Another area where the US beat the Russians in meeting an IAF requirement was that for attack helicopters. During the selection process, Boeing’s AH-64D Apache Longbow met all Air Staff Requirements while the Russian Mil Mi-28 failed some of the requirements during the field trials conducted by the IAF. Twenty two Apaches have been ordered for around $1.4 billion.
Meanwhile, the long-standing debate about the ownership of Indian attack helicopters came to an end during March this year with the Defence Minister saying, “Keeping in view operational requirements, the government has decided that the ownership of future inductions of attack helicopters will vest with the army.” Meanwhile, HAL’s Rudra has received its Initial Operational Clearance (IOC) from Centre for Military Airworthiness and Certification (CEMILAC), the regulatory authority for military aircraft in India. Understandably, HAL has declared the event as an entry into an elite group in the world which can design, develop, manufacture and certify a helicopter as a weapons system to international standards.
Rotary wing technologies, although not apace with fixed wing developments, are making significant strides…
Rudra is projected as an armed helicopter and is the Weapon System Integrated Mk IV variant of the Dhruv ALH. It is the first armed helicopter being produced indigenously in India and is intended for a wide range of missions, including reconnaissance, anti-tank warfare and close air support. Development of the Rudra was authorised in December 1998 and a prototype made its first flight in August 2007. It completed 20mm turreted gun firing trials in September 2011 and Mistral air-to-air missiles and 70mm rocket tests in November 2011. Mistral is an infra-red homing missile, which is capable of striking targets within a range of 6.5km. The maximum take-off weight of the helicopter is 5,500kg and it can carry a payload of 2,600kg.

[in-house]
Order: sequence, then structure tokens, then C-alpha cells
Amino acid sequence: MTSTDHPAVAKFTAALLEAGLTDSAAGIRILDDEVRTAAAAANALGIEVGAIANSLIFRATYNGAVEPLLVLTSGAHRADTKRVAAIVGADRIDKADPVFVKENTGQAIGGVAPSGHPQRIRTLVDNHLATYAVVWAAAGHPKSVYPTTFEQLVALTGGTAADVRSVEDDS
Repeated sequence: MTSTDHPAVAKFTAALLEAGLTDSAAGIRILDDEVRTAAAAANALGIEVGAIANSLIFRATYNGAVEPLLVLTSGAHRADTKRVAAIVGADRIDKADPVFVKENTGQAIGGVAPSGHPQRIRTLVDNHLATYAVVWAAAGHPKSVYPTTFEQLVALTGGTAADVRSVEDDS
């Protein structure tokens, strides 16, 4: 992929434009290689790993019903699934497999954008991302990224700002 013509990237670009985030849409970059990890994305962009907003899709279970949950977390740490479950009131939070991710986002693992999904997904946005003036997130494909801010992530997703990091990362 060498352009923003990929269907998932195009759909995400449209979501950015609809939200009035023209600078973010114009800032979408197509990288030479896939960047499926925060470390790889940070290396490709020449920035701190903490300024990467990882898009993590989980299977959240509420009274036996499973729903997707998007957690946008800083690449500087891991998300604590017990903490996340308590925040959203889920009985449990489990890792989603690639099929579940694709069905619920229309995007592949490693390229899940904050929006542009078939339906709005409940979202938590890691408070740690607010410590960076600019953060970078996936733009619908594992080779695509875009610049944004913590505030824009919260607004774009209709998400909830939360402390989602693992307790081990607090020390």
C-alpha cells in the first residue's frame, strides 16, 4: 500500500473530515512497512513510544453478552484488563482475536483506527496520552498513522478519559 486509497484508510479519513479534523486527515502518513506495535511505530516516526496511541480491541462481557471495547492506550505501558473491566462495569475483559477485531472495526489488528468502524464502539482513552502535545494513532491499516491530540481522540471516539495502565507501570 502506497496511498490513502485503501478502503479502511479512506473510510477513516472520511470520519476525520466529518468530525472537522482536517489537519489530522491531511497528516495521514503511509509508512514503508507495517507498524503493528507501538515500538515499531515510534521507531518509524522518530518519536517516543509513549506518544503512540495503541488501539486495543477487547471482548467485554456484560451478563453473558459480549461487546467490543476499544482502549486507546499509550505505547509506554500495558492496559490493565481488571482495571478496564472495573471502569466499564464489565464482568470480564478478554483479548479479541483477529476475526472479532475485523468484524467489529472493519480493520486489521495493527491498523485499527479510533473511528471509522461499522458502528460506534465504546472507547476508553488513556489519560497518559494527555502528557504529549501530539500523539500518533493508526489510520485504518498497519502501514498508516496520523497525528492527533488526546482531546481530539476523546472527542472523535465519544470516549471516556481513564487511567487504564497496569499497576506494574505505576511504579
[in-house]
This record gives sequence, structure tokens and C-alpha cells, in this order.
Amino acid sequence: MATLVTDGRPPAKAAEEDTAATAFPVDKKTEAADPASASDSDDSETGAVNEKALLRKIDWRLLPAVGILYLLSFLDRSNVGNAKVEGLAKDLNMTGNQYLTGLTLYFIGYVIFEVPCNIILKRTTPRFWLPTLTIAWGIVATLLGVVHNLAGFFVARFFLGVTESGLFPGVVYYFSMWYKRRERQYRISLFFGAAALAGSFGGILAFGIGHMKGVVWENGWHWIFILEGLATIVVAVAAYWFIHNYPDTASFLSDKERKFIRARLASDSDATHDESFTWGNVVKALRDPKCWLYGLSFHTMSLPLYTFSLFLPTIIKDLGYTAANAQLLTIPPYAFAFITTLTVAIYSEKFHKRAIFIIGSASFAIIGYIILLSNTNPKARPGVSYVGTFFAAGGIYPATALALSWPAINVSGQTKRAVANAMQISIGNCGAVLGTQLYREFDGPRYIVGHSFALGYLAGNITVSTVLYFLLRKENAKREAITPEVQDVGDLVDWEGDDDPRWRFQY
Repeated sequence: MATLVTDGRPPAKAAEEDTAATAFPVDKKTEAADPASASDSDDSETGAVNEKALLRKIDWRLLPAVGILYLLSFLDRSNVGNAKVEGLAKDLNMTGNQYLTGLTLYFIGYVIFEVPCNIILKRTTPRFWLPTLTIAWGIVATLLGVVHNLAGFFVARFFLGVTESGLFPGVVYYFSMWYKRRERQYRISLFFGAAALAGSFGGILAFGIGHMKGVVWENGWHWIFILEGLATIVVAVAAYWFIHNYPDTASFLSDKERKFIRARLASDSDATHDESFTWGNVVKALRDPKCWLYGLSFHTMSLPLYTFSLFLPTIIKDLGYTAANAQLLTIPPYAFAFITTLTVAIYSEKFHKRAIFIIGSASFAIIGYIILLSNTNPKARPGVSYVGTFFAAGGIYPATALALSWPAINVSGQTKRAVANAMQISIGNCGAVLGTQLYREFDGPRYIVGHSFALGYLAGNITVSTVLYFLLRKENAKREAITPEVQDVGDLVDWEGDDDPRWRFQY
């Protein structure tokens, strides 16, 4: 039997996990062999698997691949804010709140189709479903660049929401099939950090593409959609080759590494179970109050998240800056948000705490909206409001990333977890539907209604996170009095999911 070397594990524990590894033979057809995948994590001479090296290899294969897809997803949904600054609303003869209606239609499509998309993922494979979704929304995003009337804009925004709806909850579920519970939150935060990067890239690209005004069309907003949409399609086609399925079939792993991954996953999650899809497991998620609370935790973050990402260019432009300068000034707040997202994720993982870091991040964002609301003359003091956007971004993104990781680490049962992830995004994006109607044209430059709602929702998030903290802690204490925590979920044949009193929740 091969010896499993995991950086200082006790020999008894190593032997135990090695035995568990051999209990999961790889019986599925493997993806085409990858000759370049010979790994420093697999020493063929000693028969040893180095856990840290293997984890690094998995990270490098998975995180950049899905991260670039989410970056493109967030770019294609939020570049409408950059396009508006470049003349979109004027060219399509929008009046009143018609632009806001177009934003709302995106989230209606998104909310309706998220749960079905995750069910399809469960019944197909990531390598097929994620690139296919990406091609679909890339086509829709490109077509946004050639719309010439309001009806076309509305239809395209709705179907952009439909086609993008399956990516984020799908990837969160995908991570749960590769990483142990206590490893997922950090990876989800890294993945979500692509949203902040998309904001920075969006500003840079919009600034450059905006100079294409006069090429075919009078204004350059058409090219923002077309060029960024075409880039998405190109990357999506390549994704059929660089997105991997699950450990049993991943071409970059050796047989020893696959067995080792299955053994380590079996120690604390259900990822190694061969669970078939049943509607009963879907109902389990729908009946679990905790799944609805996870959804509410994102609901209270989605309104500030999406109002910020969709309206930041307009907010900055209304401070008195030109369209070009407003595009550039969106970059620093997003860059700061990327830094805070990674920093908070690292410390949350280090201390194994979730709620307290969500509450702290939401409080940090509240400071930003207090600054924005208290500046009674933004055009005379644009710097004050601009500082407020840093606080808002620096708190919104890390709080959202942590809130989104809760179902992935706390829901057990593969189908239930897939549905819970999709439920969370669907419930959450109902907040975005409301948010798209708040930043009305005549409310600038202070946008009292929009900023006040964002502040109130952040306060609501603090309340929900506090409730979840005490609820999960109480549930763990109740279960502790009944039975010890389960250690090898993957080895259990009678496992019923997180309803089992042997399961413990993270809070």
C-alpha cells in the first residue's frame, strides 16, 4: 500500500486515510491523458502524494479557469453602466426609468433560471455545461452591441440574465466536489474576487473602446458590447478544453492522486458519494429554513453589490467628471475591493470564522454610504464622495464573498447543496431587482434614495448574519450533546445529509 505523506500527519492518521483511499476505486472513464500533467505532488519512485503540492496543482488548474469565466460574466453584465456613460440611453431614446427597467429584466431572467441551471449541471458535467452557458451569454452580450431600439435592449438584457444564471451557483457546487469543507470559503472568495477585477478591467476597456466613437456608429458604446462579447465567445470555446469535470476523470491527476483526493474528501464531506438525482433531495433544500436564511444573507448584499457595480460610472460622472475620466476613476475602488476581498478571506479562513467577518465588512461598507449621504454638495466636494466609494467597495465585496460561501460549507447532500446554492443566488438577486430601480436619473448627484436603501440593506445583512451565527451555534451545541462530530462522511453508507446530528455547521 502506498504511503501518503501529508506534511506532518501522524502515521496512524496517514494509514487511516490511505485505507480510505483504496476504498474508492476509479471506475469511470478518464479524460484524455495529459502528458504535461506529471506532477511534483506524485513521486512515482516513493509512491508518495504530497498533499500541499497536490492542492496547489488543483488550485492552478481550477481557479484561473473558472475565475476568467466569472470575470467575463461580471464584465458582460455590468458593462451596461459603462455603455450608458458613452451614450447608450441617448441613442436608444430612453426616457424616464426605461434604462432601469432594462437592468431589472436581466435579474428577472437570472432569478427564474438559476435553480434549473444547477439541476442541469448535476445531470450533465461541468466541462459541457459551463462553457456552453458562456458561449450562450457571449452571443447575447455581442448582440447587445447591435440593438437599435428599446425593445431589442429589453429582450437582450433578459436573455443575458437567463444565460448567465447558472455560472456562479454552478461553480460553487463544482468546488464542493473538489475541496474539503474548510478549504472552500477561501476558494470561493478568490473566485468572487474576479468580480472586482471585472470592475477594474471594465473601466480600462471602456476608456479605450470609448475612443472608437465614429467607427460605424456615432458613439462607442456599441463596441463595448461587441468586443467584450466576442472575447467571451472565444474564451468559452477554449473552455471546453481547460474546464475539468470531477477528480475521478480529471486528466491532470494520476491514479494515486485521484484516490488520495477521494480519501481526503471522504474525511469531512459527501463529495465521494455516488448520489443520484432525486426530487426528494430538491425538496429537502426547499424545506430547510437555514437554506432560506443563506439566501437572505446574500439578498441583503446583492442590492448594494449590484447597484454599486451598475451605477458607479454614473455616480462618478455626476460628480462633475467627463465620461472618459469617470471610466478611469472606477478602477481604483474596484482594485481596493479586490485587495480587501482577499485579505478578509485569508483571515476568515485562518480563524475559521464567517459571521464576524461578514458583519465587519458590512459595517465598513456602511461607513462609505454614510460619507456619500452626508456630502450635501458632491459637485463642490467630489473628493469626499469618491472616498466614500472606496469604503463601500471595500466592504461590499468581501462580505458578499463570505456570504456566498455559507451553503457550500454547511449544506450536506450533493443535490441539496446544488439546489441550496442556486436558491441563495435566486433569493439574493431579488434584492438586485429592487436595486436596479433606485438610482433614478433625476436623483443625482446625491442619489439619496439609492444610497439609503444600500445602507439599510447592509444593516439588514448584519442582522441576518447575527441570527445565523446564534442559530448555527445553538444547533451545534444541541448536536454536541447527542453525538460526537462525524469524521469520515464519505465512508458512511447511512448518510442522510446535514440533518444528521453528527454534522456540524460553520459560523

The Rudra can be fitted with up to eight Helicopter Launched Nag (Helina) anti-tank guided missiles, four MBDA Mistral short-range air-to-air missiles, or four rocket pods for 68mm/70mm rockets. HAL was committed to deliver 76 Rudra ALH Mk-IV helicopters for the Indian Army and the IAF and has handed over the first Rudra helicopter to the Indian Army in February 2013. The IAF was looking forward to the Rudra for high altitude operations, particularly as no country makes attack helicopters for high altitude operations as relevant to the Indian context. However, as the Ministry of Defence (MoD) has announced that ‘future’ combat helicopter assets would go to the Indian army, the future of Rudra induction into the IAF is uncertain. Whether the Rudra is an armed or an attack helicopter is the subject of another debate whose outcome would decide the issue of its induction into the IAF.
The IAF’s helicopter fleet is indeed being upgraded…
Rotary wing technologies, although not apace with fixed wing developments, are making significant advances. With conventional rotary wing designs having plateaued out on the speed front, tilt rotors and mixed/hybrid designs are coming into limelight. The Bell-Boeing V-22 Osprey, favoured by the US Marine Corps, had a shaky beginning but has performed reasonably well in Iraq and Afghanistan. The US Marine Corps uses the V-22 for combat assault, amphibious assault and sustained land operations, while the US Air Force CV-22 is intended for long-range special operations and contingency operations. The IAF is interested in all of these missions as also for possible Combat Search and Rescue, special operations role, as also for humanitarian relief. The IAF’s specific interest lies in the V-22’s ability to fly to India’s island territories in the Bay of Bengal and the Arabian Sea.